"As stated in City Council of Augusta v. Tharpe, [113 Ga. 152, 157 (38 SE 389) (1901)]: `After all, whether any given obstruction on or near a sidewalk [or street] is dangerous, and whether a failure to remove it (or, we add, to place barriers or warnings about it) would constitute negligence on the part of the city, are questions of fact which the jury must determine.' [Cits.]" Hodges v. City Council of Augusta, 90 Ga. App. 306, 309-10 (83 SE2d 36) (1954).
In the present case, the sewer grate was a part of the general drainage and sewerage system of the City of Atlanta and was constructed according to the City's general engineering plans as they existed many years before plaintiff's accident. However, in recent years sewer grates such as the one in question have become unsafe for *44 bicycle traffic due to changes in the width of the tires on many models of bicycles. Since 1972 the City has been purchasing sewer grates which are bicycle safe. These grates are installed on all new construction projects and are also used to replace existing grates which are no longer functional or about which complaints have been received or replacement requested. However, the City has determined that it is not economically feasible for it to replace all existing sewer grates with new bicycle-safe grates. Yet, "[e]very person operating a bicycle upon a roadway shall ride as near to the right side of the roadway as practicable, exercising due care when passing a standing vehicle or one proceeding in the same direction." OCGA § 40-6-294 (a) (Code Ann. § 68A-1205).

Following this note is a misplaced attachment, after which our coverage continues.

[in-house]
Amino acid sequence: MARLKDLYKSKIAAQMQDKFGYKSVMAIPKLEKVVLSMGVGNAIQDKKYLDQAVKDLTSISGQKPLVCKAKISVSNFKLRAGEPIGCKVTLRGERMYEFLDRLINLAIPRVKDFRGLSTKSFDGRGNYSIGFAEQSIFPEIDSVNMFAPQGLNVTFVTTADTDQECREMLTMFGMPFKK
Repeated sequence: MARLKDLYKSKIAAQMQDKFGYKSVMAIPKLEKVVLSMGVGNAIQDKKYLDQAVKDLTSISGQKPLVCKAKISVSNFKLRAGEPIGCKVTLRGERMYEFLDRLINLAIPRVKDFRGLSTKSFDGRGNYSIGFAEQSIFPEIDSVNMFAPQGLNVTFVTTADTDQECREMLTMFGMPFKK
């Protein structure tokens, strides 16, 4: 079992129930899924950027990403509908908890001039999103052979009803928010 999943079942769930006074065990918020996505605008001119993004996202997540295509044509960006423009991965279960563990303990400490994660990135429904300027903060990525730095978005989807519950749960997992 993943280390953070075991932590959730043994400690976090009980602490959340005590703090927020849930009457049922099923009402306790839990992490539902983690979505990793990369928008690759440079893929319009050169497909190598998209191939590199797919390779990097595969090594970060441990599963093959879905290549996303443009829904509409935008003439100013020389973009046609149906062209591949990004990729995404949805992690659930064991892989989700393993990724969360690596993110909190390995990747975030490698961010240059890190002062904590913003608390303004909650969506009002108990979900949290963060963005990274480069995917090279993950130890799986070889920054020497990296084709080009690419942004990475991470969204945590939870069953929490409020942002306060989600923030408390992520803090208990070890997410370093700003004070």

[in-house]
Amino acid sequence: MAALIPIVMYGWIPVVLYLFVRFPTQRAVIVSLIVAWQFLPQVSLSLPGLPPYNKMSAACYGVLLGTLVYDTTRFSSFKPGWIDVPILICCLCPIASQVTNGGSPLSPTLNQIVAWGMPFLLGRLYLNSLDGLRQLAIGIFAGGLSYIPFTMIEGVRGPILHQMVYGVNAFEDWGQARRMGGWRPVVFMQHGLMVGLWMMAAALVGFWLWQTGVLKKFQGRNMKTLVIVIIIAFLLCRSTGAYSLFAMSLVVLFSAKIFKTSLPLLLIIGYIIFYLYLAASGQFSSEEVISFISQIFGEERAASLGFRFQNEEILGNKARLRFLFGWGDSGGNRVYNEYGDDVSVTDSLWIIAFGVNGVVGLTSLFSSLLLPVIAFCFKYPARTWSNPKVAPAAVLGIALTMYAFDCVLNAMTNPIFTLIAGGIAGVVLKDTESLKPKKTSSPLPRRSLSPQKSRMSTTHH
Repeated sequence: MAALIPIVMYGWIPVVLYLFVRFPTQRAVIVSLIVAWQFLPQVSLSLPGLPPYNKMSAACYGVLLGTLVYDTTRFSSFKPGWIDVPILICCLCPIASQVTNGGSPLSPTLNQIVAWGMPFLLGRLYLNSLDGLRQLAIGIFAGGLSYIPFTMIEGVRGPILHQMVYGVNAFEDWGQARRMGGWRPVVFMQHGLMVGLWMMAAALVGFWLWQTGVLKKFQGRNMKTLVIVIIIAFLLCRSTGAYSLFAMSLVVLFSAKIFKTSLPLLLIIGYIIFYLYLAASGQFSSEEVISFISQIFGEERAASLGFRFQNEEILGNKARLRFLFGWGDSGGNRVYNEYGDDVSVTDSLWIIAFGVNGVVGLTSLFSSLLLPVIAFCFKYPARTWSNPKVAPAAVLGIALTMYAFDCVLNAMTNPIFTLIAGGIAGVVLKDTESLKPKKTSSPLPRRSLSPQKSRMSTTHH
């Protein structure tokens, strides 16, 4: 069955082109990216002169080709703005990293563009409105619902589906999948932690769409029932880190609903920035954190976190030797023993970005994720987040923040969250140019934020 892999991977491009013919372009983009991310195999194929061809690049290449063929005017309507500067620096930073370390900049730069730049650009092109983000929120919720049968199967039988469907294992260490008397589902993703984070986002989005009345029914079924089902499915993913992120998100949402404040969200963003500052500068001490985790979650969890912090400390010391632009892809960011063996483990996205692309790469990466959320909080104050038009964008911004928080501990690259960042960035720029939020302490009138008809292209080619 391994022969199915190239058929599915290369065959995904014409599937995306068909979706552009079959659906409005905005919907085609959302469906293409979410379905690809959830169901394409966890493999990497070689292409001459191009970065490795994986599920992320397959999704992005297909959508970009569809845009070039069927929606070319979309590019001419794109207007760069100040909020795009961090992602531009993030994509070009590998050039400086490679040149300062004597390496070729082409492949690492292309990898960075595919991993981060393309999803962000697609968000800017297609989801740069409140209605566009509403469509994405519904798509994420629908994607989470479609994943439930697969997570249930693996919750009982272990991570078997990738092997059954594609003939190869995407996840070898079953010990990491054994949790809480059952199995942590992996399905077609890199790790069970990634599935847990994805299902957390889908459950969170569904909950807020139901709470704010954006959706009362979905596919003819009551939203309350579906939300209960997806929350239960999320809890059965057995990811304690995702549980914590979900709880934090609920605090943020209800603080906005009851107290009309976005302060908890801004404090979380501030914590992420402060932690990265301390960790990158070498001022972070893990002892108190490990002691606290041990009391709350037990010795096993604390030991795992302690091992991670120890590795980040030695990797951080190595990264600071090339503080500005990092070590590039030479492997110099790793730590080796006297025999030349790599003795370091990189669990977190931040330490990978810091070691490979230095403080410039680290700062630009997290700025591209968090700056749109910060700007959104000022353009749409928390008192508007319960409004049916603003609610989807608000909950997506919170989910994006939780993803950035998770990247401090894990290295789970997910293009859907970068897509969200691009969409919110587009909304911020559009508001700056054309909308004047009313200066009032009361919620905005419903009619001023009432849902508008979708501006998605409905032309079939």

The facts disclose that the City was generally aware that sewer grates which have bars parallel to the curb pose a potentially dangerous obstruction to some bicyclists using city streets. Nevertheless, whether the grate in question constituted a dangerous obstruction to persons using the street in an ordinary manner, as plaintiff was, and whether the City exercised ordinary care to remove the alleged obstruction or to put barriers or warnings near it, are questions of fact which must be resolved by a jury. See Hodges v. City Council of Augusta, supra; Mayor &c. of Buford v. Medley, 58 Ga. App. 48 (1) (197 SE 494) (1938). See also Wilson v. City of Atlanta, 63 Ga. 291 (2) (1879). Accordingly, the trial court erred in granting the City's motion for summary judgment.
2. As to plaintiff's motion for summary judgment on the issue of liability, "[q]uestions of negligence, contributory negligence, cause and proximate cause, whose negligence, what negligence, including lack of care in avoiding the consequences of another's negligence, are, except in plain, palpable and indisputable cases, solely for jury determination." Myers v. Boleman, 151 Ga. App. 506, 508 (260 SE2d 359 (1979). The facts recited above are not so "plain, palpable and indisputable" so as to warrant summary judgment in favor of plaintiff as to liability.